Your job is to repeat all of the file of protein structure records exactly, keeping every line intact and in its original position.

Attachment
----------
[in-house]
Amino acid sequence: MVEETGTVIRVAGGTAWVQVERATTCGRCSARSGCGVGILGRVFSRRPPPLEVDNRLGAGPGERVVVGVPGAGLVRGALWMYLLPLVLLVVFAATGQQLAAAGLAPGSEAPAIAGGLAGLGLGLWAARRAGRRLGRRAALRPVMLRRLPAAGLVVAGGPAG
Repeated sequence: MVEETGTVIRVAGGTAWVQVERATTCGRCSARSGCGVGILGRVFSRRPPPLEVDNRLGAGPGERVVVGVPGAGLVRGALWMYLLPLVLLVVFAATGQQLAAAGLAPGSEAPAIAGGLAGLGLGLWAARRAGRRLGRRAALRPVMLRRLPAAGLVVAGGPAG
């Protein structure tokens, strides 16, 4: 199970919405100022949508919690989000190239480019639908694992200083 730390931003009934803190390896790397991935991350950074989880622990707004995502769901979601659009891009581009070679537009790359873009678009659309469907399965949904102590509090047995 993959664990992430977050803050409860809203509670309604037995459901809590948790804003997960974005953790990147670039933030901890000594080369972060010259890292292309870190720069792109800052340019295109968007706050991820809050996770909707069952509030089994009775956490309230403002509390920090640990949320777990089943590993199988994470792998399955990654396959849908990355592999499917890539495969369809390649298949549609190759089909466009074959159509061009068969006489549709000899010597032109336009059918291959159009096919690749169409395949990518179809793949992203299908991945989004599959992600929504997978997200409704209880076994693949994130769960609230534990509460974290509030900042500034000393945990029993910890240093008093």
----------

[in-house]
Amino acid sequence: MVEETGTVIRVAGGTAWVQVERATTCGRCSARSGCGVGILGRVFSRRPPPLEVDNRLGAGPGERVVVGVPGAGLVRGALWMYLLPLVLLVVFAATGQQLAAAGLAPGSEAPAIAGGLAGLGLGLWAARRAGRRLGRRAALRPVMLRRLPAAGLVVAGGPAG
Repeated sequence: MVEETGTVIRVAGGTAWVQVERATTCGRCSARSGCGVGILGRVFSRRPPPLEVDNRLGAGPGERVVVGVPGAGLVRGALWMYLLPLVLLVVFAATGQQLAAAGLAPGSEAPAIAGGLAGLGLGLWAARRAGRRLGRRAALRPVMLRRLPAAGLVVAGGPAG
């Protein structure tokens, strides 16, 4: 199970919405100022949508919690989000190239480019639908694992200083 730390931003009934803190390896790397991935991350950074989880622990707004995502769901979601659009891009581009070679537009790359873009678009659309469907399965949904102590509090047995 993959664990992430977050803050409860809203509670309604037995459901809590948790804003997960974005953790990147670039933030901890000594080369972060010259890292292309870190720069792109800052340019295109968007706050991820809050996770909707069952509030089994009775956490309230403002509390920090640990949320777990089943590993199988994470792998399955990654396959849908990355592999499917890539495969369809390649298949549609190759089909466009074959159509061009068969006489549709000899010597032109336009059918291959159009096919690749169409395949990518179809793949992203299908991945989004599959992600929504997978997200409704209880076994693949994130769960609230534990509460974290509030900042500034000393945990029993910890240093008093």